Fall Fun for Free in Western Massachusetts
After a long, hot summer, fall can come as a relief, with its energizing cool weather. There is no better time to visit Western Massachusetts than early October, when the leaves are turning into brilliant, variegated colors from yellow to shocking pink. It's then, if ever, that folks are reminded that the best things in life really are free.
Of course, nature doesn't keep a strict schedule, and "peak foliage" is somewhat subjective, in any case. Stay tuned to the weather channel and plan your trip accordingly. It might be pleasantly cool one day and not-so-pleasantly cold the next, so bring clothing to layer in order to stay comfortable throughout your visit.
Take a Drive through Massachusetts on the Mohawk Trail
The Mohawk Trail (Rte. 2 from Williamstown, MA to Athol, MA) is one of the most beautiful drives in New England. On this route you'll travel through the Berkshires and Pioneer Valley, past forests and along rivers, with many points of interest on the way. The trail was first forged by Native Americans of the Five Nations as a path between the Connecticut and Hudson Valleys.
Be prepared for the famous hairpin turn, close to the town of North Adams. Here, the trail rises to an adjacent lookout point where you can view a gorgeous riot of fall foliage colors, as well as mountainous portions of Vermont and Massachusetts, including Mount Greylock, Mount Prospect and Mount Williams.
Nature Meets Mid-Century Modern
Williamstown, located at the western edge of the Mohawk Trail, is home to not only Williams College (880 Main St., Williamstown, MA) but also Field Farm (554 Sloan Rd., Williamstown, MA)—316 acres of meadows, fields, hiking trails and wetlands where a wide variety of birds and other creatures gather. Then there are the farm's two architectural gems. The first is a modernist, Bauhaus-style house designed by Edwin Goodell, Jr. in 1948, surrounded by landscaped gardens and 13 sculptures, including works by Richard M. Miller and Herbert Ferber. Even the furniture in the house maintains the modernist mode. The second building, a pinwheel-shaped cottage known as The Folly, was designed in 1965 by noted modernist architect Ulrich Franzen and contains furnishings designed by him. Both buildings were specifically created to fit with their natural surroundings, as advocated by Frank Lloyd Wright himself. The Field Farm is free to all, although donations are accepted.
Discover the Magic of Animation
You may be surprised to learn that some of the best special effects in Hollywood's biggest movies were created in Western Massachusetts. Visit the Animagic Museum of Animation (135 Main St., Lee, MA) in the Berkshires, and you'll be convinced that art is not a matter of location, but of creation. The kids will love the museum's exhibits on animation art and invention—such as some of the actual models used in movies—as well as puppets, a stereoscopic 3-D effect and educational films. They'll also learn how special effects are created. The museum is open seven days a week, but you must call ahead to make an appointment. The museum itself is free, but there is a fee for a two-hour workshop it offers in which a youngster can create her own animated movie from start to finish.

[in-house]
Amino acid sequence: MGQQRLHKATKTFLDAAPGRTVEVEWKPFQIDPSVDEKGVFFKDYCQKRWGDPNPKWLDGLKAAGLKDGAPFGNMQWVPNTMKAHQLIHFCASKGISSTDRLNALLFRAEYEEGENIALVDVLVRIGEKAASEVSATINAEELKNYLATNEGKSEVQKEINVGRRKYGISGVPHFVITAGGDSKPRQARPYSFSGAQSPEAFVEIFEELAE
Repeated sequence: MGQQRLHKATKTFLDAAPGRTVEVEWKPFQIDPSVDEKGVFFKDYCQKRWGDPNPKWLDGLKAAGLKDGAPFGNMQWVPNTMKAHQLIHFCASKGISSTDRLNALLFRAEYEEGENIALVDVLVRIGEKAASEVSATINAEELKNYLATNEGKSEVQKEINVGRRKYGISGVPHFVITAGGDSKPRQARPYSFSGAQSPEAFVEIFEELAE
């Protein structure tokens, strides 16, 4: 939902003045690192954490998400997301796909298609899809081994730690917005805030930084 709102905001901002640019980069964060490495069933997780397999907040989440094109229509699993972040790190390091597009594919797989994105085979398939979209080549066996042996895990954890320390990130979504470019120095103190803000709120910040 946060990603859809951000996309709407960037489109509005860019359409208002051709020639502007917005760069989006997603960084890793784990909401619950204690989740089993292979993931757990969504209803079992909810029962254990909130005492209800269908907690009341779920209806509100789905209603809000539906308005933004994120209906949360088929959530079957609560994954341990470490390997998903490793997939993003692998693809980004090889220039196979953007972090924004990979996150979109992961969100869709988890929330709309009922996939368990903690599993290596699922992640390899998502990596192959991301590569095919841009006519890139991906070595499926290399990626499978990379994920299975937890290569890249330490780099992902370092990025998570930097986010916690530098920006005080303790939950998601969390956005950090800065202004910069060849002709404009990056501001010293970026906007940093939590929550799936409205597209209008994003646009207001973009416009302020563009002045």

On the Street Where They Lived
Deerfield, once on the western edge of the frontier, is located in the appropriately named Pioneer Valley. It's close to the lively college towns of Amherst and Northampton, but the ambience could not be more different. In the part of town known as Historic Deerfield (80 Old Main St., Deerfield, MA) walk down a street with 18th-century houses looking pretty much the same as when they were built, both outside and in. Two of these carefully preserved buildings are open to the public with no charge, and of course, the street itself is open to all. Let your kids imagine what it might have been like living in this isolated village back in the 1700s with none of the modern conveniences we've grown to depend on.
A River Runs Through It
South Deerfield is home to Mount Sugarloaf (300 Sugarloaf St., South Deerfield, MA), a mountain for the masses—at only 652 feet to the top, most folks who are in decent shape can reach the summit in only 40 minutes or so. Be aware, however, of the few steep spots where a climber will have to grab a branch or a root to keep going. Wear hiking boots and bring along bottled water.
You'll want to bring a good camera, too. There are several trails up the mountain—including one for cars for non-hikers—and they all lead to the same place at the summit. There you'll find picnic tables, spots to rest, and an observation tower with two levels of viewing platforms; there are about a dozen steps up each of two spiral staircases. From this tower, you'll have a spectacular view of Pioneer Valley countryside and the Connecticut River winding through it.
Judith loves cats, books, and road trips with her husband. She was born in rural Indiana, studied English Literature at the University of Chicago, and has lived in Chicago, Boston, Deerfield, MA and now Louisville, KY. She owned a bookstore for several years and is a past-president of the Mass. & RI Antiquarian Booksellers. She edits novels and stories, and makes pictures which have been shown in galleries and juried shows. She loves to write, and her motto is "stay curious."